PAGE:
Yale was struck by a series of crimes on or near campus in the two weeks before students began moving in to the dorms.

Between Aug. 12-19, Yale Police Department Chief Ronnell Higgins emailed members of the University community four times about different incidents that occurred on or near Yale’s campus: three robberies, an attempted robbery and the discharge of a weapon. Higgins said he did not know whether the incidents represented a specific pattern of crime, but encouraged students to avoid displaying valuables especially while moving in.

“It is hard to characterize instances of crime by season or by time of day, as we seek to encourage students to take safety precautions and be aware of their surroundings throughout the year,” Higgins said in a Wednesday email to the News. “But it is certainly the case that when the semester starts, students are busy moving in, and many items such as portable electronics can be a tempting target to thieves.”

On Aug. 12 during a fight on the corner of Church and Chapel Streets at 2 a.m. gunshots were fired, though no one was reported shot. Roughly 30 minutes later a Yale employee was robbed of a wallet at the corner of Sachem Street and Whitney Avenue. Those two incidents were followed by an attempted robbery at Elm and Temple Streets at approximately 2:45 a.m. on Aug. 15.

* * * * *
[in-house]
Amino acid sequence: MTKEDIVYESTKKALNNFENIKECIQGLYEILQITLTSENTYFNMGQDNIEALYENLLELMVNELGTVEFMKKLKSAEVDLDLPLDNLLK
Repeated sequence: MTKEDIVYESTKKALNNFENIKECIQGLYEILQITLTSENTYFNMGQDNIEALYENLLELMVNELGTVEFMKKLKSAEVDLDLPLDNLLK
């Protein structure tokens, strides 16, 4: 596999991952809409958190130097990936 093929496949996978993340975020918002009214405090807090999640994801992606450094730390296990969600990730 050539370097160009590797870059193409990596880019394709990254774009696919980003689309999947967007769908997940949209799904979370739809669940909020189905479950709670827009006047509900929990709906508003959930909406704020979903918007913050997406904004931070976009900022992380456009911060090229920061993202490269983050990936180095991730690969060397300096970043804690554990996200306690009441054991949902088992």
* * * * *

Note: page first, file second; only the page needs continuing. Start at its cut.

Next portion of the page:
On Aug. 17 and Aug. 19, two victims were robbed at central campus locations before the sun had set: one individual was robbed of an iPod at 7:25 p.m. in front of 15 Broadway near York Street, while another was robbed of her purse around 6:30 p.m. at Elm and Temple Streets. None of the incidents involved Yale students.

In an Aug. 21 campus-wide email, Higgins discussed the University’s public safety resources and reiterated the YPD’s safety advice to the Yale community. The same email was forwarded to Yale College parents the following day.

In the email, Higgins said students should take advantage of Yale’s safety resources and avoid displaying valuables, jewelry or cash openly, noting that Yale’s campus has seen incidences of “thieves grabbing phones from people’s hands as they are walking,” in line with a national uptick in this type of crime.

“Recent incidents have involved situations where a person walking with a cellphone or other device was distracted by listening to music, or texting, or talking on the phone, which gave the perpetrators the opportunity to strike,” Higgins told the News. “That’s why it is so important for people to stay alert and aware of their surroundings.”

The three robberies came at the very end of a summer that saw eight men murdered in the Elm City since Yalies left campus. These homicides brought New Haven’s 2012 murder count up to 11, down from 23 at this time last year, in which the city saw a 20-year high of 34 homicides.

While New Haven Police Department Chief Dean Esserman said the trend in crime numbers was encouraging, he cautioned that it does not represent a complete victory.

“Behind every statistic there’s a story, and behind every number is a name,” Esserman told the News. “I’m glad we’re bringing down the violence in this city, but that means nothing to a mother who’s lost her child.”

Back on campus, the crime statistics have been on a “steady decline over the past 20 years,” Higgins said. In 2012, 97 percent of on-campus crime has involved property theft.